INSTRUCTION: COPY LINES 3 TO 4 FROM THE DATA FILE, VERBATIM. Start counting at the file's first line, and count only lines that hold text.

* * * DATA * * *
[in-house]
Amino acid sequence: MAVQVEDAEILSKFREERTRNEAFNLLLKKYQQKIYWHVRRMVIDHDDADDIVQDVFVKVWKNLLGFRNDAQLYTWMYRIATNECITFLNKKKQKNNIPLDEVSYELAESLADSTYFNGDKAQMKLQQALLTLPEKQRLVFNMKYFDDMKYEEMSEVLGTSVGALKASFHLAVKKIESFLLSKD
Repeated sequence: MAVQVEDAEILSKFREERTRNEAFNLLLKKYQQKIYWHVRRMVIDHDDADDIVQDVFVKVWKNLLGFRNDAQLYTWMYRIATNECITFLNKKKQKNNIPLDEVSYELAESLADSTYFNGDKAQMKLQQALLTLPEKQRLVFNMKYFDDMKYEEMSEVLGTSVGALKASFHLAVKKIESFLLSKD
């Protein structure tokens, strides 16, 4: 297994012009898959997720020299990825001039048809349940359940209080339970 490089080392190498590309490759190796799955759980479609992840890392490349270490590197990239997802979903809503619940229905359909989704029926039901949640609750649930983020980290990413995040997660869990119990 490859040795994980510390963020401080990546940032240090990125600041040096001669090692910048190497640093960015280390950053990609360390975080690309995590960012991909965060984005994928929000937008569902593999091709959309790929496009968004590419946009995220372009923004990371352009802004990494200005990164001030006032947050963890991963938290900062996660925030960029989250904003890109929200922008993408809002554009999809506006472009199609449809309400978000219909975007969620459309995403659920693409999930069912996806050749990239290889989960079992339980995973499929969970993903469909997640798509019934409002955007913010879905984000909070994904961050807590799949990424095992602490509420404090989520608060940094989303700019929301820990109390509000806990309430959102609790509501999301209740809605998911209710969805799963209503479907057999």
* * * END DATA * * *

Repeated sequence: MAVQVEDAEILSKFREERTRNEAFNLLLKKYQQKIYWHVRRMVIDHDDADDIVQDVFVKVWKNLLGFRNDAQLYTWMYRIATNECITFLNKKKQKNNIPLDEVSYELAESLADSTYFNGDKAQMKLQQALLTLPEKQRLVFNMKYFDDMKYEEMSEVLGTSVGALKASFHLAVKKIESFLLSKD
């Protein structure tokens, strides 16, 4: 297994012009898959997720020299990825001039048809349940359940209080339970 490089080392190498590309490759190796799955759980479609992840890392490349270490590197990239997802979903809503619940229905359909989704029926039901949640609750649930983020980290990413995040997660869990119990 490859040795994980510390963020401080990546940032240090990125600041040096001669090692910048190497640093960015280390950053990609360390975080690309995590960012991909965060984005994928929000937008569902593999091709959309790929496009968004590419946009995220372009923004990371352009802004990494200005990164001030006032947050963890991963938290900062996660925030960029989250904003890109929200922008993408809002554009999809506006472009199609449809309400978000219909975007969620459309995403659920693409999930069912996806050749990239290889989960079992339980995973499929969970993903469909997640798509019934409002955007913010879905984000909070994904961050807590799949990424095992602490509420404090989520608060940094989303700019929301820990109390509000806990309430959102609790509501999301209740809605998911209710969805799963209503479907057999």